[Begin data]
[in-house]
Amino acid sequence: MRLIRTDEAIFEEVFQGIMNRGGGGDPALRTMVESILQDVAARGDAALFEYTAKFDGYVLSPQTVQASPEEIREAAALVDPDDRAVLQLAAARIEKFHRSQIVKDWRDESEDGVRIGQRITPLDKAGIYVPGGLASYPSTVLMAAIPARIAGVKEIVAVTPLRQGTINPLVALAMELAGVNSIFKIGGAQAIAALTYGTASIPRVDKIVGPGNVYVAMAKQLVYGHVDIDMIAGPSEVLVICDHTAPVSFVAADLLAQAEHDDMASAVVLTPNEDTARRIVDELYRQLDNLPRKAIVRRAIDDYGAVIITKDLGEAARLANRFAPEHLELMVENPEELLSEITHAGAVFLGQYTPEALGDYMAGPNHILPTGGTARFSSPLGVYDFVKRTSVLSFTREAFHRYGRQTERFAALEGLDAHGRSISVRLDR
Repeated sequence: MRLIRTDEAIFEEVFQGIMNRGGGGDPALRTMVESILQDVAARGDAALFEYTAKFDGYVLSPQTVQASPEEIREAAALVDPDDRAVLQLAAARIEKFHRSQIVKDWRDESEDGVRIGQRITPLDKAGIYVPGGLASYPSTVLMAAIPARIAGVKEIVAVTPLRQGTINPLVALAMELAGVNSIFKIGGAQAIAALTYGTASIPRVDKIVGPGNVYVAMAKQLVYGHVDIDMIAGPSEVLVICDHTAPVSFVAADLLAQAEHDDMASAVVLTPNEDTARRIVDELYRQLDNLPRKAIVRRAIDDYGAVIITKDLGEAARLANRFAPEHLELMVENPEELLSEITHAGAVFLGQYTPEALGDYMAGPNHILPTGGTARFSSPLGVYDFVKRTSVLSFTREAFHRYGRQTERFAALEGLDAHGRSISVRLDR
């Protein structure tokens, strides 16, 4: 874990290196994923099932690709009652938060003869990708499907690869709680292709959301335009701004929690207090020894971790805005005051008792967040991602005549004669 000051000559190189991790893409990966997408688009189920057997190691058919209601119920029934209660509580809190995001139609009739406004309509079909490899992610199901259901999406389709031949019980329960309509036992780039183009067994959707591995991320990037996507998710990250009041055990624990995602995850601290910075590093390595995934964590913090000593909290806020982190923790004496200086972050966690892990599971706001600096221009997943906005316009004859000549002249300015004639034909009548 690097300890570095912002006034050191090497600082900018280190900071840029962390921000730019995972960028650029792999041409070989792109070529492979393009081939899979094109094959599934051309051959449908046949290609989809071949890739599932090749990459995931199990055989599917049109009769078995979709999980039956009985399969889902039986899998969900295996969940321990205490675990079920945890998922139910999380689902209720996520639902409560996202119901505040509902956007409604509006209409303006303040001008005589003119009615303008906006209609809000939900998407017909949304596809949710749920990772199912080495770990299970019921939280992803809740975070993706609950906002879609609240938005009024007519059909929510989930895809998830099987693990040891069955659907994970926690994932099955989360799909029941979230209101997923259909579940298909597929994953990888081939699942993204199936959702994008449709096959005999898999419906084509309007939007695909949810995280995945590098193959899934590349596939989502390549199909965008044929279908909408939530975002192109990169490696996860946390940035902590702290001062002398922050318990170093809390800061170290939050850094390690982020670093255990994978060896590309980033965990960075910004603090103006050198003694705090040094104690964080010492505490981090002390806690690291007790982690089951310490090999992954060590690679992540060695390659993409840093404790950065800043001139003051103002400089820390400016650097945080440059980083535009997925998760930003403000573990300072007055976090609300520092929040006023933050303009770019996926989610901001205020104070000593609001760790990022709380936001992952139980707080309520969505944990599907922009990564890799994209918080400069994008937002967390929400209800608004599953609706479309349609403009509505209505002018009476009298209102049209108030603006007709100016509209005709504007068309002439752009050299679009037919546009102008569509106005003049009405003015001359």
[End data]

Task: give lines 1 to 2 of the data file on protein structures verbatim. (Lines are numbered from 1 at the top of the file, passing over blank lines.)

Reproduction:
[in-house]
Amino acid sequence: MRLIRTDEAIFEEVFQGIMNRGGGGDPALRTMVESILQDVAARGDAALFEYTAKFDGYVLSPQTVQASPEEIREAAALVDPDDRAVLQLAAARIEKFHRSQIVKDWRDESEDGVRIGQRITPLDKAGIYVPGGLASYPSTVLMAAIPARIAGVKEIVAVTPLRQGTINPLVALAMELAGVNSIFKIGGAQAIAALTYGTASIPRVDKIVGPGNVYVAMAKQLVYGHVDIDMIAGPSEVLVICDHTAPVSFVAADLLAQAEHDDMASAVVLTPNEDTARRIVDELYRQLDNLPRKAIVRRAIDDYGAVIITKDLGEAARLANRFAPEHLELMVENPEELLSEITHAGAVFLGQYTPEALGDYMAGPNHILPTGGTARFSSPLGVYDFVKRTSVLSFTREAFHRYGRQTERFAALEGLDAHGRSISVRLDR